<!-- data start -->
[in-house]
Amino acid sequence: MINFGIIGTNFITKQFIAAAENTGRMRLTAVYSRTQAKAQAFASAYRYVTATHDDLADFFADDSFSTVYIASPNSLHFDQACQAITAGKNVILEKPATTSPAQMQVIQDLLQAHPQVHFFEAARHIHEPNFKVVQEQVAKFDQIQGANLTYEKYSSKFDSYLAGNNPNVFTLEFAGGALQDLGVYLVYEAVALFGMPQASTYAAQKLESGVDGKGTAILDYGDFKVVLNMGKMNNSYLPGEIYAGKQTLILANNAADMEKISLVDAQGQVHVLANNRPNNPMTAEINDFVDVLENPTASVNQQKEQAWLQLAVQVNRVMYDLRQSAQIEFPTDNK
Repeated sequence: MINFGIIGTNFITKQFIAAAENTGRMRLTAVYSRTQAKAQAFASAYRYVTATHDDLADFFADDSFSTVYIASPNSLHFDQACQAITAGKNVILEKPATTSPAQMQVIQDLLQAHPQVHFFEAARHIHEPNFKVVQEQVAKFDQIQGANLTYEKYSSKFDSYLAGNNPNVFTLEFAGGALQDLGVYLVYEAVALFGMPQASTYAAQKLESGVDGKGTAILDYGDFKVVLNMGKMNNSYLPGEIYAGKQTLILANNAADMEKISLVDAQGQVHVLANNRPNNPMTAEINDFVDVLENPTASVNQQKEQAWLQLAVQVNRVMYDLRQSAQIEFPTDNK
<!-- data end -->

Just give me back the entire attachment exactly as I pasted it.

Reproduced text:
[in-house]
Amino acid sequence: MINFGIIGTNFITKQFIAAAENTGRMRLTAVYSRTQAKAQAFASAYRYVTATHDDLADFFADDSFSTVYIASPNSLHFDQACQAITAGKNVILEKPATTSPAQMQVIQDLLQAHPQVHFFEAARHIHEPNFKVVQEQVAKFDQIQGANLTYEKYSSKFDSYLAGNNPNVFTLEFAGGALQDLGVYLVYEAVALFGMPQASTYAAQKLESGVDGKGTAILDYGDFKVVLNMGKMNNSYLPGEIYAGKQTLILANNAADMEKISLVDAQGQVHVLANNRPNNPMTAEINDFVDVLENPTASVNQQKEQAWLQLAVQVNRVMYDLRQSAQIEFPTDNK
Repeated sequence: MINFGIIGTNFITKQFIAAAENTGRMRLTAVYSRTQAKAQAFASAYRYVTATHDDLADFFADDSFSTVYIASPNSLHFDQACQAITAGKNVILEKPATTSPAQMQVIQDLLQAHPQVHFFEAARHIHEPNFKVVQEQVAKFDQIQGANLTYEKYSSKFDSYLAGNNPNVFTLEFAGGALQDLGVYLVYEAVALFGMPQASTYAAQKLESGVDGKGTAILDYGDFKVVLNMGKMNNSYLPGEIYAGKQTLILANNAADMEKISLVDAQGQVHVLANNRPNNPMTAEINDFVDVLENPTASVNQQKEQAWLQLAVQVNRVMYDLRQSAQIEFPTDNK